Myth No. 5: A foundation trustee is permitted to sell or lease property to the foundation so long as the cost to the foundation, as demonstrated by well-supported appraisals, is below the market price.
Reality: A foundation trustee is not permitted to sell property to the foundation under any circumstance. A trustee can lease property to the foundation only if the lease does not involve a charge and the foundation uses the property exclusively for charitable purposes.
Myth No. 6: Foundation donors, trustees, and officers are permitted to satisfy personal pledges of financial support out of foundation assets so long as the pledges are made to organizations that have received 501(c)(3) determination letters from the IRS.
Reality: The law specifically prohibits a foundation from making a grant to any organization, 501(c)(3) or otherwise, in satisfaction of a pledge of support by an individual who happens to be a trustee, officer, or major donor of the foundation or a close member of her or his family.
Myth No. 7: A foundation may provide a non-U.S. charity with financial support without having to meet technical "foreign-grantee" requirements by making its grant to the foreign charity's 501(c)(3) U.S. support organization with instructions that the granted funds be transferred to the foreign charity.
Reality: Although a foundation may provide a non-U.S. charity with financial support by making a grant to its 501(c)(3) U.S. support organization, the foundation is not permitted to impose the requirement that the support organization transfer those funds to the foreign charity. How the U.S. support organization uses the funds is up to the support organization itself. The IRS deems a foundation's directive to the support organization to transfer funds to the non-U.S. charity to be tantamount to the foundation's making the grant directly to the non-U.S. charity. That is permitted only if the foundation and foreign charity follow certain preliminary investigation, documentation, and reporting procedures or if the foundation receives a well-reasoned letter from the foundation's or foreign organization's attorney or an affidavit from an authorized officer of the foreign organization demonstrating that the foreign organization is the equivalent of a section 501(c)(3) public charity.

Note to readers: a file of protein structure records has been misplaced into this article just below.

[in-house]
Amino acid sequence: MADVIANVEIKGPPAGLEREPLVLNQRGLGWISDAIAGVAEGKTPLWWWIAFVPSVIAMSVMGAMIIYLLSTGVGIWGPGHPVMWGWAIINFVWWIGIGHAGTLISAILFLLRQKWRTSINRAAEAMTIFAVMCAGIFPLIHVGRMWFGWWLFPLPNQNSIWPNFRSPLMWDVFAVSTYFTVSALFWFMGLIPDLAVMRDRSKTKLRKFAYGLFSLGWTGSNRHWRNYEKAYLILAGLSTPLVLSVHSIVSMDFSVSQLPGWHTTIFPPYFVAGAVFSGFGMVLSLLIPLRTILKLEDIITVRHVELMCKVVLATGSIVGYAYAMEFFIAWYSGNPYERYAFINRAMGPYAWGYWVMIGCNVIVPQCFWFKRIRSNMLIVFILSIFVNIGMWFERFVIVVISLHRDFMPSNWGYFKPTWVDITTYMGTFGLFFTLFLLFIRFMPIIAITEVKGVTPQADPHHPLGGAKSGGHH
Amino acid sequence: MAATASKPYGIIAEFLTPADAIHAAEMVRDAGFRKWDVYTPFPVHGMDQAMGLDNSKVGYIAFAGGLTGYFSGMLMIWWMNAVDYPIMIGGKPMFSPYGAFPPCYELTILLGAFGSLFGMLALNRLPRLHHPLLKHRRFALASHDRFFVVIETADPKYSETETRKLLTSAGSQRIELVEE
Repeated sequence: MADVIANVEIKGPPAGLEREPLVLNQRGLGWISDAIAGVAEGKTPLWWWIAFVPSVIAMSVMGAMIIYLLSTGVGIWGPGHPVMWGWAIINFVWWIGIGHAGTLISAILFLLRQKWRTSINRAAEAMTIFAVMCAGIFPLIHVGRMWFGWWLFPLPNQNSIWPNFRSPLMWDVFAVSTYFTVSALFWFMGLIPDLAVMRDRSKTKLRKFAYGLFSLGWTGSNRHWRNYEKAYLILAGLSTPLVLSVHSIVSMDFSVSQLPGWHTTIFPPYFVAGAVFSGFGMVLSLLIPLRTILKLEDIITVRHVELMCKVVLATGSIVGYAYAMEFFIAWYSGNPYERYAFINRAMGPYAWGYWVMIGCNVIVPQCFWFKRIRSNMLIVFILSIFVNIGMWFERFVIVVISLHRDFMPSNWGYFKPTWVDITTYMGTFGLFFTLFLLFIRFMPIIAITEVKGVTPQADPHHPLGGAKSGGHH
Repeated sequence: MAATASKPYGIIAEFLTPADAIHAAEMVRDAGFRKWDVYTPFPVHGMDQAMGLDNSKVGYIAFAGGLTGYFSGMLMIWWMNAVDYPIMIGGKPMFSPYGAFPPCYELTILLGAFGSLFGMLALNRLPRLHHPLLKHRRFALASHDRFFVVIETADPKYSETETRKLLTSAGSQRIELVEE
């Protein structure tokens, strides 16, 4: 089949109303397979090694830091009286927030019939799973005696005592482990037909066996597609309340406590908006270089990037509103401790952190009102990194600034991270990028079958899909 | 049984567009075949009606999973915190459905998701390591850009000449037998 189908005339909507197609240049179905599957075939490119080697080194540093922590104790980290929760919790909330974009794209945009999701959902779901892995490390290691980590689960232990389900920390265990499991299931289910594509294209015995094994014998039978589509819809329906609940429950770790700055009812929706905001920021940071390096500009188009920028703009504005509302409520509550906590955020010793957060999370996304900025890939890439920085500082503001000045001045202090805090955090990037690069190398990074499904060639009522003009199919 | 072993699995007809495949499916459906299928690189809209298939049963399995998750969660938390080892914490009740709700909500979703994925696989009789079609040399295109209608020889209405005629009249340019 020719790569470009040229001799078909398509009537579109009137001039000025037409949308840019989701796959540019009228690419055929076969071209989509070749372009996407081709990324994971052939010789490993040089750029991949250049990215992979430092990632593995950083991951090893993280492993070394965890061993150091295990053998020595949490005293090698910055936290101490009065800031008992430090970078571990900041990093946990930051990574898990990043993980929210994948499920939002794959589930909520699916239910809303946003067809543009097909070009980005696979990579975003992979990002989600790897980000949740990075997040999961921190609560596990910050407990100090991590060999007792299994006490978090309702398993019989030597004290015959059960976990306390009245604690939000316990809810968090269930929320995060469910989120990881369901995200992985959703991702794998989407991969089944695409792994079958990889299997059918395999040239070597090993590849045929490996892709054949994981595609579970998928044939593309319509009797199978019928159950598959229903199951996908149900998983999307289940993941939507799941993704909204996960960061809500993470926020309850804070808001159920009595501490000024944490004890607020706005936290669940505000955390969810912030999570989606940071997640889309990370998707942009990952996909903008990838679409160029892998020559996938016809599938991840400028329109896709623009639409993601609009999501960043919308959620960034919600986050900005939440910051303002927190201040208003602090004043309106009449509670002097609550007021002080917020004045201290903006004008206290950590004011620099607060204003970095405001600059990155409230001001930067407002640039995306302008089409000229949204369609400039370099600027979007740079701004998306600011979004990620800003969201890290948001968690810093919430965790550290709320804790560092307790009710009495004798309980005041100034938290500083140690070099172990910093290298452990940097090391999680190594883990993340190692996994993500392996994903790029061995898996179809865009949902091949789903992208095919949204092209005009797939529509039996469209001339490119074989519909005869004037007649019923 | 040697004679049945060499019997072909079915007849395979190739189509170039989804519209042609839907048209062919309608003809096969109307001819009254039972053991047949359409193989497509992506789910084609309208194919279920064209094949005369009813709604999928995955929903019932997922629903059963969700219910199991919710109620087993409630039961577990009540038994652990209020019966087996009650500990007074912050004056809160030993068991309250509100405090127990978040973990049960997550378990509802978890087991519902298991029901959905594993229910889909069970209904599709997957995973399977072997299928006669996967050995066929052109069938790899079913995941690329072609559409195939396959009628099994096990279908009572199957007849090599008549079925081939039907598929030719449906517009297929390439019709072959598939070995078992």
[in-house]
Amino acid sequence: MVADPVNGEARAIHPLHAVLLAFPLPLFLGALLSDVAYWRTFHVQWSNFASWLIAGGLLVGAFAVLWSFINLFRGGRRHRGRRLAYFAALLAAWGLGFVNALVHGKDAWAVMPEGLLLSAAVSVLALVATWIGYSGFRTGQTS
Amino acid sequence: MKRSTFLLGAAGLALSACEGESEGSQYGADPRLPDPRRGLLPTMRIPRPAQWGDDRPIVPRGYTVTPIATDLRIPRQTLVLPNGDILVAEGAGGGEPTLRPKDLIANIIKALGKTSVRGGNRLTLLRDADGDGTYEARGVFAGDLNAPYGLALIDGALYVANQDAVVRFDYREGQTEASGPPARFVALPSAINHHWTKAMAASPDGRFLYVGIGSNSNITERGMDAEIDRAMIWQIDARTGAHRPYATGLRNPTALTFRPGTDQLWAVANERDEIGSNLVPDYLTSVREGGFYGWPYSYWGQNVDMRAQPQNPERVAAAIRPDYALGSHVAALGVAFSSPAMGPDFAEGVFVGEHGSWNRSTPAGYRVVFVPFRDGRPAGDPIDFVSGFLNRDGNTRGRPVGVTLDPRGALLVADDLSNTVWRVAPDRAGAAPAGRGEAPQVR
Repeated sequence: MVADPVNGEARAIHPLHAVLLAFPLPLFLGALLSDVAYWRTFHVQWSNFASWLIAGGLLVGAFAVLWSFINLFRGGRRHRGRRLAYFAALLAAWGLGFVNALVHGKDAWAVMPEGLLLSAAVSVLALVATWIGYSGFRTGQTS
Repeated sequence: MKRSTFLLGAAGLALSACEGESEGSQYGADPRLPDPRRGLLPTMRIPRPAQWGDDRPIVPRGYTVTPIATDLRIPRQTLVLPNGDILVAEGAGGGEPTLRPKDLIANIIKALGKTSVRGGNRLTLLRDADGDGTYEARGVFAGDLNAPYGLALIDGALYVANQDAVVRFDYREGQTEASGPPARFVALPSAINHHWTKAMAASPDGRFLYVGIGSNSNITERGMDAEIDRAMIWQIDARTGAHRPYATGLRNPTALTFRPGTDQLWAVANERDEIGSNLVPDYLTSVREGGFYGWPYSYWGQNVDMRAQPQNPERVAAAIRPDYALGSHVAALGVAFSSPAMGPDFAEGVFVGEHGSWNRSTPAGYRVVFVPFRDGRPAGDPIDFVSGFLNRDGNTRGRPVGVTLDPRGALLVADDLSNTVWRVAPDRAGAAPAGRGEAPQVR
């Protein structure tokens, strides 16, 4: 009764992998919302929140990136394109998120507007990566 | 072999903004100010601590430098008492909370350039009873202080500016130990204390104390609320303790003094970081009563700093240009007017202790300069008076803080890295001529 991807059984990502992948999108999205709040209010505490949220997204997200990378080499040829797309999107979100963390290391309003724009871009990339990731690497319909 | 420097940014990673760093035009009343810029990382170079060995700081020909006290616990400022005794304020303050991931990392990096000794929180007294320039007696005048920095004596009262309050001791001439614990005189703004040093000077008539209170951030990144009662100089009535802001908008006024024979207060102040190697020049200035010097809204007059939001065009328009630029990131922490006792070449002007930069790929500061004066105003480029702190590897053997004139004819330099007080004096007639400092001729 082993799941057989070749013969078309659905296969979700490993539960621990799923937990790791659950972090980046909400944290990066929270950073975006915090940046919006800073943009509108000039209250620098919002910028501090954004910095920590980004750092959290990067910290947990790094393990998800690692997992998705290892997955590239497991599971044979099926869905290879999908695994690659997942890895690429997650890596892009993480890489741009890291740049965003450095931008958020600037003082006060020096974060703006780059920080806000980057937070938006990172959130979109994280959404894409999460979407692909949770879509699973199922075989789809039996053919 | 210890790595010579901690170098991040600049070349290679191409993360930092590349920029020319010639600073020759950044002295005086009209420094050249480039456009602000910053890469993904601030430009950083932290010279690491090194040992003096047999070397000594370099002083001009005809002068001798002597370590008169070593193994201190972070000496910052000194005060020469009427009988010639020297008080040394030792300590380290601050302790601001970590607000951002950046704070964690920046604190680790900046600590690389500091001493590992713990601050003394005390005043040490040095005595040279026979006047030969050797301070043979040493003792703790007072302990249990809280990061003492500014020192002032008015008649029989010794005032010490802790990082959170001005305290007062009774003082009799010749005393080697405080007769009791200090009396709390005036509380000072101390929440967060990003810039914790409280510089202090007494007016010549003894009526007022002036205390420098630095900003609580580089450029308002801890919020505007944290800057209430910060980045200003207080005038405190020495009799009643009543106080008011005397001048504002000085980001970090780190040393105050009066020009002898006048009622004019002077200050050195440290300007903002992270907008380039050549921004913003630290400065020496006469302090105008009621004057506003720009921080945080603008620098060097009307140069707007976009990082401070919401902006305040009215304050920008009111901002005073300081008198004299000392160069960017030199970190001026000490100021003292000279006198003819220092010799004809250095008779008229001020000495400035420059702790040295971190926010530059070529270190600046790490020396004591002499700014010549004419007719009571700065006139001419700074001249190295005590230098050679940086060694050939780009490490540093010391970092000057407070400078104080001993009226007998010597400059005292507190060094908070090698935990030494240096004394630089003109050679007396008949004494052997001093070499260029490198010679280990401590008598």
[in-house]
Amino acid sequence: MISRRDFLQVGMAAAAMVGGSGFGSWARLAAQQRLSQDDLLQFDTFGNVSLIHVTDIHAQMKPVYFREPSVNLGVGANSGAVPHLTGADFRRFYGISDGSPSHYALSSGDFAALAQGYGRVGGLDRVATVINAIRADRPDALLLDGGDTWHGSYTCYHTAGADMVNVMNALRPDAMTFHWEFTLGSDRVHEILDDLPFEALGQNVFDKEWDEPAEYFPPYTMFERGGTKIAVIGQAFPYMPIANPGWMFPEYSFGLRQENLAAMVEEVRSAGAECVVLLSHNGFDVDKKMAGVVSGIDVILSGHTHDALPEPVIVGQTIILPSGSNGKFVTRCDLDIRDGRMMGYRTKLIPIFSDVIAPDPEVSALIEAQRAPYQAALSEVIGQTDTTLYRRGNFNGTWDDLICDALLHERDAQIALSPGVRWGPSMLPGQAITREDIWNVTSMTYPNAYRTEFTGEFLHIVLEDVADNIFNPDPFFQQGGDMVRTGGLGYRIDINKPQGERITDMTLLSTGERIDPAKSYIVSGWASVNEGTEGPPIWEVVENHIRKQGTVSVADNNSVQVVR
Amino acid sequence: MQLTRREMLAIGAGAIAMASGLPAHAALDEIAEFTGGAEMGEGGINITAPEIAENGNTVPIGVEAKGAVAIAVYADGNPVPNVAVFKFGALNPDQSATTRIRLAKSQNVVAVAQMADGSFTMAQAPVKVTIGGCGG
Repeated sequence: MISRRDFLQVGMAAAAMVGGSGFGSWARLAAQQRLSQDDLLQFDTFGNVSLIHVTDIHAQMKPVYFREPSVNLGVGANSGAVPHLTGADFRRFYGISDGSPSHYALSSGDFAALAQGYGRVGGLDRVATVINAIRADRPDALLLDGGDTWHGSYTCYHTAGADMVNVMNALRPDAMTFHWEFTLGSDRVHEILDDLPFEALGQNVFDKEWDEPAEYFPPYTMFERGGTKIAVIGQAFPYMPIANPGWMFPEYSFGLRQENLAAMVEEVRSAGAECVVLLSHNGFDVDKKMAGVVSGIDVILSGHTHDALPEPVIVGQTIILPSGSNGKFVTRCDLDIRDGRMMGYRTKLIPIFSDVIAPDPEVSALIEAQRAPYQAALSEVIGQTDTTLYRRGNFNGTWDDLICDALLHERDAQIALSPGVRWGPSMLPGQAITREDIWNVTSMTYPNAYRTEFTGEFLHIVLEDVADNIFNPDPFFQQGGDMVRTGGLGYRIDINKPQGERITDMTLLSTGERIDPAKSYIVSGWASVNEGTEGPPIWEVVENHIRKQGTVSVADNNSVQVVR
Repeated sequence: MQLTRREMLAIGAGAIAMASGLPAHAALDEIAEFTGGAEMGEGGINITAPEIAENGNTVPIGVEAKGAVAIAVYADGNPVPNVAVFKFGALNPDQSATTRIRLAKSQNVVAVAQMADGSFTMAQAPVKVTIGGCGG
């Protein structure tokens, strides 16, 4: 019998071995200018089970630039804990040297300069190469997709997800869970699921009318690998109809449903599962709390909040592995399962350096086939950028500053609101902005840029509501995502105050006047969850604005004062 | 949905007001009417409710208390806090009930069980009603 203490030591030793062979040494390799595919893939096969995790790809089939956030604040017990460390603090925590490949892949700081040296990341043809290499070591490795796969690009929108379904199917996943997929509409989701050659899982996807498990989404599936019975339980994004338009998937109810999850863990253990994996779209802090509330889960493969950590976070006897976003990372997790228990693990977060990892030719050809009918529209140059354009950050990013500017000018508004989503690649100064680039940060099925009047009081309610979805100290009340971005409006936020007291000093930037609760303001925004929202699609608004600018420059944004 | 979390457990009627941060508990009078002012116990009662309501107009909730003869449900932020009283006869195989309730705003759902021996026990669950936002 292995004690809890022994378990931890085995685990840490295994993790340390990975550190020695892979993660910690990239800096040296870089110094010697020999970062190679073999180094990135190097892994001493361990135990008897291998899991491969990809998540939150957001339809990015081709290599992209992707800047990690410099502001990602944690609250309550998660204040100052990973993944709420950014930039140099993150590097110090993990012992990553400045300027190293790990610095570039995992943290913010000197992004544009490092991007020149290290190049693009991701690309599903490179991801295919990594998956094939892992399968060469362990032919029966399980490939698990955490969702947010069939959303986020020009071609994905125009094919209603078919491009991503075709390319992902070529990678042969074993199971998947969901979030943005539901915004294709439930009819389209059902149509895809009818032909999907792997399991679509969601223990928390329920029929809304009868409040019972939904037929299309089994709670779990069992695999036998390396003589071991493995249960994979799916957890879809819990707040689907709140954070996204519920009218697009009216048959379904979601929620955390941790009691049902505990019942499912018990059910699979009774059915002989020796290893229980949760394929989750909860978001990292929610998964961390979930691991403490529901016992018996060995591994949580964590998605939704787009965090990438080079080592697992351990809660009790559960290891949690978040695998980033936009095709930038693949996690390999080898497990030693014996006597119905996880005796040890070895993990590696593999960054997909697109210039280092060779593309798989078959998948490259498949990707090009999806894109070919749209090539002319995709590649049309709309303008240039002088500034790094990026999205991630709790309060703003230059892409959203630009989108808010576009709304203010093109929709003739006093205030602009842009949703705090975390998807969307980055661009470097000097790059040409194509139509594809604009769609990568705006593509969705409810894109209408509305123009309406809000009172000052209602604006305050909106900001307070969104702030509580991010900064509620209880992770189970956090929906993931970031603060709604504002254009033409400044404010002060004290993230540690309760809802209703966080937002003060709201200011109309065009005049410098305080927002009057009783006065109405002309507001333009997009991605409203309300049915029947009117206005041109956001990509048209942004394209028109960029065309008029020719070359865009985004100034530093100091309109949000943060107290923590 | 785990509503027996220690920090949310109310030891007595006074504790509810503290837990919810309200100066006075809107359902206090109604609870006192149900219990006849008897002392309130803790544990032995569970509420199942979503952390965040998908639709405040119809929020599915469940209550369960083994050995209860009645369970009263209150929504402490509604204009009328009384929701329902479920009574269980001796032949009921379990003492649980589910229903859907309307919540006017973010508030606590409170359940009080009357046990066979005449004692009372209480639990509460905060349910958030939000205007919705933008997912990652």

Foundation trustees and executives do not need to understand every detail of the Internal Revenue Code as it applies to tax-exempt charitable organizations. They should, however, have an understanding of the basic principles that is sufficient to enable them to identify problematic situations, come up with alternative ways to meet the foundation’s objectives, and recognize when the foundation needs experienced professional assistance to ensure compliance with the law. By relying on widely held assumptions that may be incorrect, trustees and executives could inadvertently put a foundation's tax-exempt status at risk — and undermine its mission and potential.
Daniel N. Belin is the owner of Belin Consulting, which provides consulting services to charitable foundations and their trustees. He is the author of Charitable Foundations: The Essential Guide to Giving and Compliance (Five Columns Press, 2015).